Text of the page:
Barbecue (BBQ) Crabs
BBQ crabs were invented at Granger's in Sabine Pass,
TX, during the late 1940's when one of their cooks
seasoned a blue crab with some zestful seasoning and
then deep fried it. The rest is history!
Granger's, a once-popular Sabine Pass roadhouse, was
destroyed by fire in 1958. Many years later, Sartin's
Seafood in Sabine Pass resurrected the tradition.
Unlike "Maryland Style" crabs where live blue crabs
are first seasoned, steamed whole, then cleaned
on-the-fly by the hungry diner, BBQ crabs are cleaned
first, seasoned, and then deep fried.
And, contrary to the recipe's name, barbecue crabs
are not barbecued. The name comes from the
barbecue-like seasoning used to season them (originally
Sexton's Alamo Zestful Seasoning was used.)
When the waitress delivers the steaming tangle of
barbecue crabs and sets the heaping platter before you,
there's no doubt where you are: Sartin's Seafood. The
crabs are fat and full of sweet, rich meat and crusted
with a red-pepper spice mix that sets a tenderfoot mouth
Sartin's Seafood started in 1971 when Charles and
Jerri Sartin opened a little restaurant (four tables
inside; four tables outside) in front of
the family's 65-foot trailer house in Sabine Pass, TX,
and started serving seafood. It has been locally famous
Sartin's BBQ crab recipe calls for fresh hard-shell
blue crabs to be cleaned and broken in half, dusted with
their "secret" seasoning mix and then deep-fried.
Sartin's original recipe called for Sexton's Alamo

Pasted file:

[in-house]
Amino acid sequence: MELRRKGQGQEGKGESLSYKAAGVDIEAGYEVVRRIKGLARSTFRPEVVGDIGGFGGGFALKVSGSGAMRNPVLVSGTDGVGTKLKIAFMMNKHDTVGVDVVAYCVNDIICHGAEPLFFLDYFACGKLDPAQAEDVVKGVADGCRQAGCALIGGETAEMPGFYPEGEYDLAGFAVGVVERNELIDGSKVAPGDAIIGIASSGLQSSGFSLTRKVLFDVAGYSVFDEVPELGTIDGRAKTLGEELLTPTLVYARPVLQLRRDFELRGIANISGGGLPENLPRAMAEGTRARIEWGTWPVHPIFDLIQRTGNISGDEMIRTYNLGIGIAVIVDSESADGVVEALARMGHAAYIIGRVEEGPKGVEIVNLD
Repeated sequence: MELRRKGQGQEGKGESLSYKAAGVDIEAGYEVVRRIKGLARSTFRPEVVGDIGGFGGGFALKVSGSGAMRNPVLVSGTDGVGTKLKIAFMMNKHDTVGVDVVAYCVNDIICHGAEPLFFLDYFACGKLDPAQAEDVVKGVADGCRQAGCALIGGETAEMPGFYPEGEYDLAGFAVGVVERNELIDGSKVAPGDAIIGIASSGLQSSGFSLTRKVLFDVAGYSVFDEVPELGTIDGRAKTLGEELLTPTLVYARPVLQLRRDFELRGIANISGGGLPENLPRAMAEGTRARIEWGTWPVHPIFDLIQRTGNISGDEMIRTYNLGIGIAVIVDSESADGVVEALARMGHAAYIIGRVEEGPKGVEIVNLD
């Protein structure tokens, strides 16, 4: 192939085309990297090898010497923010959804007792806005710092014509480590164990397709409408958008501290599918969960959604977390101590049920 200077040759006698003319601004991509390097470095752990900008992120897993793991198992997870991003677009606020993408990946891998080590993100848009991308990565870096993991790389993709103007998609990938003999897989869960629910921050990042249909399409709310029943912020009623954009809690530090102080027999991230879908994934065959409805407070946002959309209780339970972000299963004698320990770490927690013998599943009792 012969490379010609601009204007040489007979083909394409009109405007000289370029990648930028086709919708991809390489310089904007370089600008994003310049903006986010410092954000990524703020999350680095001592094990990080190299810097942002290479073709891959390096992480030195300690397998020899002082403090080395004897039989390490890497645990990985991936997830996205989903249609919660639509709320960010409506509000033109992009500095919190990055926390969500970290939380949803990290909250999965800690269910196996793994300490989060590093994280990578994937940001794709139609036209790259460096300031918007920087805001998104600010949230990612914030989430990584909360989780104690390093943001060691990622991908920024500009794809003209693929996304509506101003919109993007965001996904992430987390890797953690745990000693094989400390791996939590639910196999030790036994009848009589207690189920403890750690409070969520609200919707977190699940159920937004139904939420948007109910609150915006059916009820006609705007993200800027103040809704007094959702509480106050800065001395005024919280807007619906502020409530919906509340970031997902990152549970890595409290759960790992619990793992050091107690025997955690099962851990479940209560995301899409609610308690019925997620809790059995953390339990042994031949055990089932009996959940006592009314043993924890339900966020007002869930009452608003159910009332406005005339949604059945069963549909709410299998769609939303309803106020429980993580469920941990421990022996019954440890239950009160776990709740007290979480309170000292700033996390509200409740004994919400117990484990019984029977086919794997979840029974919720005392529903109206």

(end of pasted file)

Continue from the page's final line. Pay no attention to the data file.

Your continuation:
Zestful Seasoning, but Sexton went out of business and
they had to come up with a similar seasoning to use. In
1978 the Sartins' worked with Bolner's
Fiesta Products to try and duplicate the Sexton formula.
It took 28 tries to get it just right. They now buy
40-pound buckets of what's called Sartin's Seafood
Famous BBQ Crab Seasoning.
Sartin's now has three locations, all of them
family-owned. One in Nederland, one in Beaumont, and one
in Houston. Kelli Sartin, the daughter of the founders,
opened the Houston restaurant after her shop in Beaumont
was destroyed by Hurricane Rita in 2005. The owners of
the other two restaurants are Kim Lynch and Emily
Summers. The original Sartin's in Sabine Pass closed in
18023 Upper Bay Road
Owner: Kelli Sartin
3520 Nederland Avenue
Owner: Kim Lynch
12647 Highway 90
Owner: Emily Summers
For more reading on the Sartin legacy, see the
following articles from the Houston Chronicle:
Start with live hard-shell blue crabs, discarding any
that are dead. Place the live blue crabs in ice-water
for several minutes to stun (it is best to use a large
cooler for this purpose). Once immersed in ice-water,
the crabs will become dormant. After several minutes the
crabs will be "asleep", then you can easily handle them
with your bare hands.
Take each crab and remove it's carapace (top shell).
This is done by grasping the legs on one side of its
body and prying the shell off, using the sharp spines
for leverage. This kills the crab instantly.
Turn the crab upside down and, using a knife or other
sharp object, pry up and remove the crab's "apron" which
is folded up under its body.
Turn the crab right-side up. Using your thumb and
index finger, grasp the crab's mouth parts and twist off
to remove. Remove the spongy gills from each side of the
body and the entrails (guts) from inside the main body
cavity. Rinse clean.
(See "Clean before you Cook" for step-by-step
instructions about how to get to this point.)
Repeat this procedure until all of your crabs have
After all of your crabs have been cleaned, remove the
two large claws and reserve. Do not remove the legs.
Next, break each cleaned body in half.
At this point you should have two halves, each with
four legs still attached. Each body half should be
completely clean and consist of nothing but glistening
white shell with meat inside.
Dredge each body half in seafood seasoning (see
resources below) to completely coat. Place the seasoned
crabs in the refrigerator for 1 or 2 hours to allow the